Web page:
Wig & Candle Opens with Plays in a Day

Photo courtesy of Julianne Brown

Wig & Candle, Connecticut College’s student-run theater community, began its Fall 2017 season on Saturday, Sep. 9, with the traditional opening of Plays in a Day, an event that presents plays written, rehearsed and produced within 24 hours. This year’s event offered a successful mix of funny and serious works.

Highlights of the evening included “Obsessive Compulsive,” written by Cat McDonnell ’21, directed by Julia Hutton ’19, and performed by Alessia Guise ’20, Aidan Gorrell ’18, and MaryClare McDonough ’18. The play provided an engaging interpretation of the effect of obsessive-compulsive disorder on the life of a Connecticut College student portrayed by McDonough with Guise acting as her disruptive inner voice of OCD. A powerful moment occurred at the end with McDonough walking off stage while Guise stared after her repetitively asking “What time is it?” I am interested in seeing whether McDonnell will further develop her ideas about portraying OCD or other psychiatric vulnerabilities on the stage.

Photo courtesy of Julianne Brown

Gorrell has also achieved past successes as a writer for Plays in a Day by taking the prompts given to him by the event’s organizers and creating the most outrageous scenario based on them. His contribution this year, “Beach Ball” was no different. Directed by Nikki Alexander ’21 and performed by Jonathan Brown ’19 and Peter Rhodin ’19, “Beach Ball” opened with a surprisingly large beach ball placed in the center of the stage. As the play progressed, it became apparent that the humans of the show, Brown and Rhodin, were at war with the beach balls. This was on account of the harm they caused through sun burn and all the other nasty things that can happen to people at the beach. Gorrell’s scenario was magnificently outrageous, and upon his graduation his outlandish creativity and sense of humor will certainly be missed at the College.

Finally “Hide and Jo Seek” was in this reviewer’s opinion the best of the plays presented that evening. Written by Anna Langman ’19, it featured the talents of two recent alumni, director Ashley Giordano ’17 and performer Ruy Zambrano ’17. Also performing was Audrey Black ’21. Another comedy, a style that I think works well for Wig & Candle’s Plays in a Day, and that dominated this year’s edition, the play imagined the chance meeting of two characters named Jo and Joe in the middle of a forest. Hilarity ensued as names were confused and apparently mispronounced, and Joe alleged that he had been playing an exaggerated game of hide-and-go-seek for most of his life (although I questioned how long he really could have hidden from society when he had a fresh Box O’ Joe from Dunkin’ Donuts). There is something hilarious about seeing Zambrano looking so meek and lost in the blue jacket he wore in this piece, when compared with the much more assertive roles he typically performed in events such as last December’s dance concert. This play, extremely illogical and ridiculous, made for an excellent ending to a well crafted evening.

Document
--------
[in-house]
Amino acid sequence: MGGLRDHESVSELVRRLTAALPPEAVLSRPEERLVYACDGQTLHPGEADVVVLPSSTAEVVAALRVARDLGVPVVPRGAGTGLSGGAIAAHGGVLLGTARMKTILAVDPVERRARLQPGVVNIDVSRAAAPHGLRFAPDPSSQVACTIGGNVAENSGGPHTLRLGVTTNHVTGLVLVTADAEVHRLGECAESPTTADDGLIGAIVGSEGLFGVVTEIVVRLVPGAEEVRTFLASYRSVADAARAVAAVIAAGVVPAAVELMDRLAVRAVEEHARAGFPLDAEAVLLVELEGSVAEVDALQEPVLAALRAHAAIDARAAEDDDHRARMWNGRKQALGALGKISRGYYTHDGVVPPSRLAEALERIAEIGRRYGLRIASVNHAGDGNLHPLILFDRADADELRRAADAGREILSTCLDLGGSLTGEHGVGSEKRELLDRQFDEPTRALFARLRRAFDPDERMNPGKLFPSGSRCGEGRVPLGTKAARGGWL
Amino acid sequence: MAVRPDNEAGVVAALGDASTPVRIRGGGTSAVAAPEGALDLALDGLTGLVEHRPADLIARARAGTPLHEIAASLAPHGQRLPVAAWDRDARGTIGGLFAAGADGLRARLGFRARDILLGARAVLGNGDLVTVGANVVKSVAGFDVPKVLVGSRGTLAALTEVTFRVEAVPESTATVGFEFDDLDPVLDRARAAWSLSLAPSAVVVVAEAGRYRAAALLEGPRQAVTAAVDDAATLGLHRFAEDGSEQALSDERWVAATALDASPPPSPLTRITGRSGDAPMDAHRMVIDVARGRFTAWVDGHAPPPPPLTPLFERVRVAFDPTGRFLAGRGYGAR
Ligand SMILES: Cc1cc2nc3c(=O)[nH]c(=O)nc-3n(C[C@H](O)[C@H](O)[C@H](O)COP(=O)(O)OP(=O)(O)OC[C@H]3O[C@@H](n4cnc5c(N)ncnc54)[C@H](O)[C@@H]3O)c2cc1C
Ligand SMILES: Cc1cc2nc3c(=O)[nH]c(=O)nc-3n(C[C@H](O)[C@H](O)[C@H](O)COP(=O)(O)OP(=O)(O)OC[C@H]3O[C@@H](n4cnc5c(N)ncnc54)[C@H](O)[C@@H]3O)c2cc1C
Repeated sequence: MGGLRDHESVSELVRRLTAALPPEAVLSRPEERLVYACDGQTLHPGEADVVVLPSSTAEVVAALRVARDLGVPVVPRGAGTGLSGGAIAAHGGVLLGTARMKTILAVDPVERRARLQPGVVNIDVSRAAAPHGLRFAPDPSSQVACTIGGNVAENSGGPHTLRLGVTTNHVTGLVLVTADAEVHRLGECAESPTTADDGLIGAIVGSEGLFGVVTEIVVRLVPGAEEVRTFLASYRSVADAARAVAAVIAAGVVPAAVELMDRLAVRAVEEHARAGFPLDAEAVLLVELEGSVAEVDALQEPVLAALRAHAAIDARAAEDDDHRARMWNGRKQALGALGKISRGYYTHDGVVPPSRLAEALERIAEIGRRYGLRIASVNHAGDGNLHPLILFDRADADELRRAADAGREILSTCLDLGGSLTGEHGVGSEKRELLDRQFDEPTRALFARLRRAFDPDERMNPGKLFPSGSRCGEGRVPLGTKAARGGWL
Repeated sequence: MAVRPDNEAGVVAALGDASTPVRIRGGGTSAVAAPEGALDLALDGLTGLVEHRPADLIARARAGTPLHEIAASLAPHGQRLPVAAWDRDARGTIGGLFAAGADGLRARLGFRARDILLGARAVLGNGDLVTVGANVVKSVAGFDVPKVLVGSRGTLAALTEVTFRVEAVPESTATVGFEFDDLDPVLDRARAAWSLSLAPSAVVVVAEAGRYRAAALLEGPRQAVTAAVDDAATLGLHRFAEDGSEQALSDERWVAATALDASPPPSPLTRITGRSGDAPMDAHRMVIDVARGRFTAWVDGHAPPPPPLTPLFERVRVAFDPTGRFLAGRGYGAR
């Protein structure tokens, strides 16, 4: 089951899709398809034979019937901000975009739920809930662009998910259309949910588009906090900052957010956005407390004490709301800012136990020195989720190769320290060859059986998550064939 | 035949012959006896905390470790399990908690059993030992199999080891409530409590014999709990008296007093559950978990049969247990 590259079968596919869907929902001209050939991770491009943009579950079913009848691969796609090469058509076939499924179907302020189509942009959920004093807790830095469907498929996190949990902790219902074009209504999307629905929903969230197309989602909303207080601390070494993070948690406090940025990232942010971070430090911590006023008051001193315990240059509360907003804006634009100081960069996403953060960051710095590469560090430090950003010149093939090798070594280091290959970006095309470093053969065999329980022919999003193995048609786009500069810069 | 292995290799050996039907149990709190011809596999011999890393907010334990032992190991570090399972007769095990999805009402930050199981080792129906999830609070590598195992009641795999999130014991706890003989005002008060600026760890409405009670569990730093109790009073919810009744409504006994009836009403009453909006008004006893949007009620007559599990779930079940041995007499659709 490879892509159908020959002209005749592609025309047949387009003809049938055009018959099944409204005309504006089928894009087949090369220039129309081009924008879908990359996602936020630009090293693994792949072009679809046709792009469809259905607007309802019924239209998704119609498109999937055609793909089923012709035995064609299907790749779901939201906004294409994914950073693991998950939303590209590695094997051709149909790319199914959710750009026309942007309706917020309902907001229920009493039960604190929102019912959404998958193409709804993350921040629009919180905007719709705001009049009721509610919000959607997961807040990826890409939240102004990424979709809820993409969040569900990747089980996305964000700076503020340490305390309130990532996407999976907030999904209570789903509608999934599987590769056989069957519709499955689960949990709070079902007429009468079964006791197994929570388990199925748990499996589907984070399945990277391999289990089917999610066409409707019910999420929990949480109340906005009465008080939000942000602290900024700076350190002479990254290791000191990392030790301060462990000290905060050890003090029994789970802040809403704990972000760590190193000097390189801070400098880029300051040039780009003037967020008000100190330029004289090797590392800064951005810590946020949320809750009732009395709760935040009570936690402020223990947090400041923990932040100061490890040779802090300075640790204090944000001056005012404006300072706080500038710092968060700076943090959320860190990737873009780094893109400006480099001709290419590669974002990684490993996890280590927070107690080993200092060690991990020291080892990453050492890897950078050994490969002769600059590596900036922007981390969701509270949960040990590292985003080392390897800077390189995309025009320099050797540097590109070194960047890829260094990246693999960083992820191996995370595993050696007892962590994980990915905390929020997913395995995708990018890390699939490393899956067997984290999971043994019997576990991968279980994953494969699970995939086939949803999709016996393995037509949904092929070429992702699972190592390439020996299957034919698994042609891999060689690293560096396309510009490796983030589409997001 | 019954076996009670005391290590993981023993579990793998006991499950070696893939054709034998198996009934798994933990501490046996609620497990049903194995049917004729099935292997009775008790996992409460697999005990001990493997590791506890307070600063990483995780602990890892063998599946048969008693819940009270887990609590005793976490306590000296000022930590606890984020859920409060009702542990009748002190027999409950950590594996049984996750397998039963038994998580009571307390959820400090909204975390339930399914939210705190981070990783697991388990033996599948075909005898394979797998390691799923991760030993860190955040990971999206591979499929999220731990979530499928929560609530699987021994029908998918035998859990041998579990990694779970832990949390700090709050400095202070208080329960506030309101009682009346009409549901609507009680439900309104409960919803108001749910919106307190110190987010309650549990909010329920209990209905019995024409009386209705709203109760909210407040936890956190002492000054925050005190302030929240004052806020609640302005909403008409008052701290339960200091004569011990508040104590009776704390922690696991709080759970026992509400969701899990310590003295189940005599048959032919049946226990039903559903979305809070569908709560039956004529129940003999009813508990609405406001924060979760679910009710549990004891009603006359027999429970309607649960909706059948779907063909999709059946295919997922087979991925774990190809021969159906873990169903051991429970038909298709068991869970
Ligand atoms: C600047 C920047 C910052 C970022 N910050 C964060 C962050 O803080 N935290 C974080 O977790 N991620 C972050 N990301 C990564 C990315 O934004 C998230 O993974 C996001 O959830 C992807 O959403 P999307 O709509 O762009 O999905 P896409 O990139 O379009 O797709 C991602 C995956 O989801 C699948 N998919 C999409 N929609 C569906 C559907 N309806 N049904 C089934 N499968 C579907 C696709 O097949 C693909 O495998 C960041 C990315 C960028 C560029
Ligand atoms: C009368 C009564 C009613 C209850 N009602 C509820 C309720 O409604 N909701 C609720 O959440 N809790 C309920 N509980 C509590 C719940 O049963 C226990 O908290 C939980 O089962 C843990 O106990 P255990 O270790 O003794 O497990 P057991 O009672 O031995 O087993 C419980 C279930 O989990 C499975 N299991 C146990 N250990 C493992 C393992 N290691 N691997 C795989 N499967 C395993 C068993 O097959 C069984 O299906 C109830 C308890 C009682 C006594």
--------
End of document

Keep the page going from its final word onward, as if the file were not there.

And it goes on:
Wig & Candle’s season will continue with varied offerings, and Plays in a Day marks the beginning of what should be an interesting Fall. Next up this season is another comedy, Trudeau, a new play written by Trevor Bates ’18 about an American family that decides to walk to Canada. The work will be directed by Misao McGregor ’18 and will run Sep. 21-22. In an interview The College Voice conducted with the group’s artistic director, Jason Karos ’18, and assistant artistic director Hutton, Karos expressed excitement about the realization of the work. He noted that he and McGregor have familiarity with the play from when Bates began work on it in the playwriting class offered by the Theater department last Spring.

Photo courtesy of Julianne Brown

The season continues with An Osmosis, From Us to You, an experimental neo-futurist work being developed by Karos and Catherine Healey ’18, which will have a single performance on Oct. 20 in Shain Library Pit. The show will consist of a set of fifteen physical rituals that are contrasted with about one hundred audio clips. The audience will select what ritual and clip to contrast by calling out numbers for each; this is similar to a neo-futurist show entitled Too Much Light Makes the Baby Go Blind that Karos directed for Wig & Candle in Spring 2016. In regards to his show Karos states that “Catherine [Healey] and I were interested in seeing what [kind of interesting theater you could make] if scenes and action didn’t necessarily coincide at the right times.” Next there will be a presentation of Rachel Sheinkin and William Finn’s adult musical comedy The 25th Annual Putnam County Spelling Bee with stage direction by Fiona Noyes ’20 and music direction by Moll Brown ’18 running Oct. 26-29.

After Thanksgiving, Wig & Candle will present Seven Jewish Children, a brief monologue-based play by Caryl Churchill, which will be directed by Gabrielle Schlein ’18. Karos describes the play as focusing on “the intersection between Jewish identity and the Jewish experience and Zionism.” A performance followed by a talkback will take place on a date to be decided in the first week of December. The season will close with One Day More: A Broadway Cabaret, with stage direction by George Grotheer ’19, music direction by Elijah Perry ’19 and choreography by Scott Leff ’20, in which according to Hutton “pretty much anything that’s iconic on Broadway is going to be in it.”